Darwino DB API

Registering and handling events

At the Server Object level, you can register an ExtensionRegistry. This registry provides a set of functions – currently a set of five:

  • BinaryStore: When Darwino stores attachments, they can be stored either inside the database or apart from the database. The BinaryStore is an interface that facilitates storing the attachments outside of the database by providing a set a CRUD methods. The attachments can be stored, for example, directly in the file system or in a CMS.
  • DocumentEvents: When an operation is being performed on a document, the runtime will call the methods in the DocumentEvents:

    • postNewDocument – called right after a document has been created, so that you can, for example, change document values.
    • postLoadDocument – called right after a document has been loaded.
    • querySaveDocument– called immediately before a document has been saved. It is possible to cancel the save from within this event simply by throwing an exception. The exception can include the reason for the save cancelation.
    • postSaveDocument – called immediately after a document has been saved.
    • queryDeleteDocument – called before a document is deleted, EXCEPT when a group of documents is being deleted. Group deletes are performed directly by a SQL statement, and so, for performance reasons this event is not raised.
    • postDeleteDocument – called after a document delete, except, as with queryDocumentDelete, when a group of documents has been deleted. In such a case, you could add a trigger at the relational database level to, for example, log the deletion in a queue for processing.

    Note that these events are also raised when called via HTTP.

    Transient properties set at the document level can be accessed from within these events, despite the fact that these properties are never saved. This can be used, for example, by the calling code to pass information to the save event.

  • SynchronizationEvents: As synchronization is taking place, this set of events will be raised, allowing customization of the synchronization actions. Like the DocumentEvents, code here can manipulate values or cancel the action altogether.

    • queryCreateDocument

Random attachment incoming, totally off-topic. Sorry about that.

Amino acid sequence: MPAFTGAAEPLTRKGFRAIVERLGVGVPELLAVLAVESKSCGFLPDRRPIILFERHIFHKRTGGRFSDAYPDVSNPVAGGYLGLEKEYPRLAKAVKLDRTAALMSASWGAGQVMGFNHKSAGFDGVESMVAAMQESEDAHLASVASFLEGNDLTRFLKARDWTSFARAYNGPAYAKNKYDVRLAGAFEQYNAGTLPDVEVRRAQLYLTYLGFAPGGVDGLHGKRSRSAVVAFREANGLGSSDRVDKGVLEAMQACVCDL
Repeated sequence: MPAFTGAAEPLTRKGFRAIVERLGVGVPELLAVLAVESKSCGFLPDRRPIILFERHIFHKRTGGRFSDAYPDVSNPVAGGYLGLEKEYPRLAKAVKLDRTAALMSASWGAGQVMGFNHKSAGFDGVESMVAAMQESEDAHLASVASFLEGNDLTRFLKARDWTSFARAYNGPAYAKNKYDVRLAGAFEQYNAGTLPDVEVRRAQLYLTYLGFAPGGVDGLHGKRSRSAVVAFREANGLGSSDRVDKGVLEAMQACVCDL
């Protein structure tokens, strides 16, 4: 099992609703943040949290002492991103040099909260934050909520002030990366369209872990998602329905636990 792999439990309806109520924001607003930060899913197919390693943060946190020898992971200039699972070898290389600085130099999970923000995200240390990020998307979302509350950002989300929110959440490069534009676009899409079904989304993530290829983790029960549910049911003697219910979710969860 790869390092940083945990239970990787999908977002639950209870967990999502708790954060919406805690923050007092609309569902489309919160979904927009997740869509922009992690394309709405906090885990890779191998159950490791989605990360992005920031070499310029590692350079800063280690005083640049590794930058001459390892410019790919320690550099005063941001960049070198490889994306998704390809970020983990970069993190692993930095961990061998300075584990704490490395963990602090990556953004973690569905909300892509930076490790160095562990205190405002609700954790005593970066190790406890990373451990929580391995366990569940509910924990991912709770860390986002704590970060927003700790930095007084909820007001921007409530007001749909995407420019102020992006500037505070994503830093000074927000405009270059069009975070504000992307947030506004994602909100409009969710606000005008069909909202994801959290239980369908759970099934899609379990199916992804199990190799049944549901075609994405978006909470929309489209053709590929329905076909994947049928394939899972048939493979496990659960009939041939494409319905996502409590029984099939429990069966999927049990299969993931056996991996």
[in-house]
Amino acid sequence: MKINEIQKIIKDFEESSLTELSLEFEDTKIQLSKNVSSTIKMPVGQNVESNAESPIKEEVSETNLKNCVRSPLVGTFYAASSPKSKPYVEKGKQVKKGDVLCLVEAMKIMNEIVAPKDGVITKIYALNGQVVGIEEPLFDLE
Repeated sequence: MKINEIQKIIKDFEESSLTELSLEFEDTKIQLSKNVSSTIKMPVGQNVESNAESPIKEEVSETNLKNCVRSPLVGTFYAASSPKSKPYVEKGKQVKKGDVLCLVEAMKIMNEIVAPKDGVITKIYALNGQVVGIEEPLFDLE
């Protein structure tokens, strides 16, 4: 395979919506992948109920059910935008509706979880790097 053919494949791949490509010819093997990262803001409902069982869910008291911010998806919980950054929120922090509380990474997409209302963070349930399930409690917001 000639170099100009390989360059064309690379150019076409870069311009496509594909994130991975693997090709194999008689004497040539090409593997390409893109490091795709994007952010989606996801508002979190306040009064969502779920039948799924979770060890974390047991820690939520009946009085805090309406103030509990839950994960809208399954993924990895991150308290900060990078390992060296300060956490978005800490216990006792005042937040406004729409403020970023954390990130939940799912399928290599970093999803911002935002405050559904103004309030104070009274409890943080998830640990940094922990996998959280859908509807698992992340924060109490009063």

• postCreateDocument
    • queryUpdateDocument
    • postUpdateDocument
    • queryDeleteDocument
    • postDeleteDocument
    • conflictAction – raised when the runtime has detected a synchronization conflict, this event provides information about the conflict, including what changed in the source document and what is in the target document. Code here will return a ConflictAction, which will be one of the following: DEFAULT (the default handler should be applied), SOURCE (the source should win), TARGET (the target should win), or CUSTOM (call the handleConflict method, where the conflict can be handled by custom business logic. For example, in an HR application where several people interviewing an applicant each have access to a different section of the document. In this case, you would choose to merge the different sections.)
  • FieldFunction: Functions used when extracting fields from documents or computing indexes are registered here.

  • InstanceFactoryImpl: A database can have multiple instances, each with its own security configuration; in other words, there is per-instance security. That instance security is dynamic, based on business logic.

    When a database is opened for a particular instance, then an instance object is created in memory through an instance factory. Once the instance factory has been implemented and the instance is created based on the database and the instance name, the contribute() method of the instance is the mechanism for adding roles and groups to the user context.

    For example, the ACL of a database, and the reader/writer fields in the documents, may specify that only the members of a particular group may have access to the data. It is the job of the instance’s contribute() method to add to the current user their list of roles and groups; this list is determined dynamically depending on business logic, and that logic is free to make use of any directories and database data available to it.

There is a default implementation of the ExtensionRegistry called DefaultExtensionRegistry. Use this to associate particular document event handlers with specific database stores. Once you create an instance of the DefaultExtensionRegistry, its registerDocumentEvents() method can be used to define specific cases of the document events. By specifying the database and store, you define which document events you want to override; for example here you would code your custom querySaveDocument event.

Public class AppDBBusinessLogic extends DefaultExtensionRegistry {
    registerDocumentEvents(“<My Database Id>”, “<My Store Id>”, new DocumentEvents() {
        @Override
        public void querySaveDocument(Document doc) throws JsonException {
        }
    });
}

You can register events globally, and at the database level, and at the store level. If an event is registered at the store level, that is one that will be called for documents in that store. If, instead, there is no event registered at the store but there is one registered at the database, then the database registration will be in effect. The most-local (most precise) registration is the one that is used.

This is also the case for registered field functions.

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